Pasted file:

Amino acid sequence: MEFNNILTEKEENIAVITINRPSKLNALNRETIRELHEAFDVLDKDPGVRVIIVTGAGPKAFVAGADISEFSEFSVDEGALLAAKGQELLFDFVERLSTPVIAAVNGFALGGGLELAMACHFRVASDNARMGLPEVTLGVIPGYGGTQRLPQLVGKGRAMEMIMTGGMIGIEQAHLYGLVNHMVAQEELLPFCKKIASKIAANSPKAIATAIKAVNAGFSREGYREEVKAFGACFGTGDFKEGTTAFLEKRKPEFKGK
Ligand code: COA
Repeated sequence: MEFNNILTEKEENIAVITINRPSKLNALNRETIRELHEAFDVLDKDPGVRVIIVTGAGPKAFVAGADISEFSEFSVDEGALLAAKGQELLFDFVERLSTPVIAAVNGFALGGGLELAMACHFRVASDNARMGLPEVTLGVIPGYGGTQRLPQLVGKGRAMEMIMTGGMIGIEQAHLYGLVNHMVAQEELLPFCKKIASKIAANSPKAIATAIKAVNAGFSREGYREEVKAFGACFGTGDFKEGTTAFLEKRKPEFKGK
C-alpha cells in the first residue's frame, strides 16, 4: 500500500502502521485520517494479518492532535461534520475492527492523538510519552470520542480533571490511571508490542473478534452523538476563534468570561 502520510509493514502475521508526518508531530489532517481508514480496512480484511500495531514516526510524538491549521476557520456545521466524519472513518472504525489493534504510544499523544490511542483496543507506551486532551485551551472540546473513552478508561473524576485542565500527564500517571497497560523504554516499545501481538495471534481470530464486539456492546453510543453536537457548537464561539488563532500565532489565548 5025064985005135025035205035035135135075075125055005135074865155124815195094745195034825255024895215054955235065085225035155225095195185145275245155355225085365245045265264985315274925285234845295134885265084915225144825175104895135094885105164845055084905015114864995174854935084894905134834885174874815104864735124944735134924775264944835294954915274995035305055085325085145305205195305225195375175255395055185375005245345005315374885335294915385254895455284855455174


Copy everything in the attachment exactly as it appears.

Amino acid sequence: MEFNNILTEKEENIAVITINRPSKLNALNRETIRELHEAFDVLDKDPGVRVIIVTGAGPKAFVAGADISEFSEFSVDEGALLAAKGQELLFDFVERLSTPVIAAVNGFALGGGLELAMACHFRVASDNARMGLPEVTLGVIPGYGGTQRLPQLVGKGRAMEMIMTGGMIGIEQAHLYGLVNHMVAQEELLPFCKKIASKIAANSPKAIATAIKAVNAGFSREGYREEVKAFGACFGTGDFKEGTTAFLEKRKPEFKGK
Ligand code: COA
Repeated sequence: MEFNNILTEKEENIAVITINRPSKLNALNRETIRELHEAFDVLDKDPGVRVIIVTGAGPKAFVAGADISEFSEFSVDEGALLAAKGQELLFDFVERLSTPVIAAVNGFALGGGLELAMACHFRVASDNARMGLPEVTLGVIPGYGGTQRLPQLVGKGRAMEMIMTGGMIGIEQAHLYGLVNHMVAQEELLPFCKKIASKIAANSPKAIATAIKAVNAGFSREGYREEVKAFGACFGTGDFKEGTTAFLEKRKPEFKGK
C-alpha cells in the first residue's frame, strides 16, 4: 500500500502502521485520517494479518492532535461534520475492527492523538510519552470520542480533571490511571508490542473478534452523538476563534468570561 502520510509493514502475521508526518508531530489532517481508514480496512480484511500495531514516526510524538491549521476557520456545521466524519472513518472504525489493534504510544499523544490511542483496543507506551486532551485551551472540546473513552478508561473524576485542565500527564500517571497497560523504554516499545501481538495471534481470530464486539456492546453510543453536537457548537464561539488563532500565532489565548 5025064985005135025035205035035135135075075125055005135074865155124815195094745195034825255024895215054955235065085225035155225095195185145275245155355225085365245045265264985315274925285234845295134885265084915225144825175104895135094885105164845055084905015114864995174854935084894905134834885174874815104864735124944735134924775264944835294954915274995035305055085325085145305205195305225195375175255395055185375005245345005315374885335294915385254895455284855455174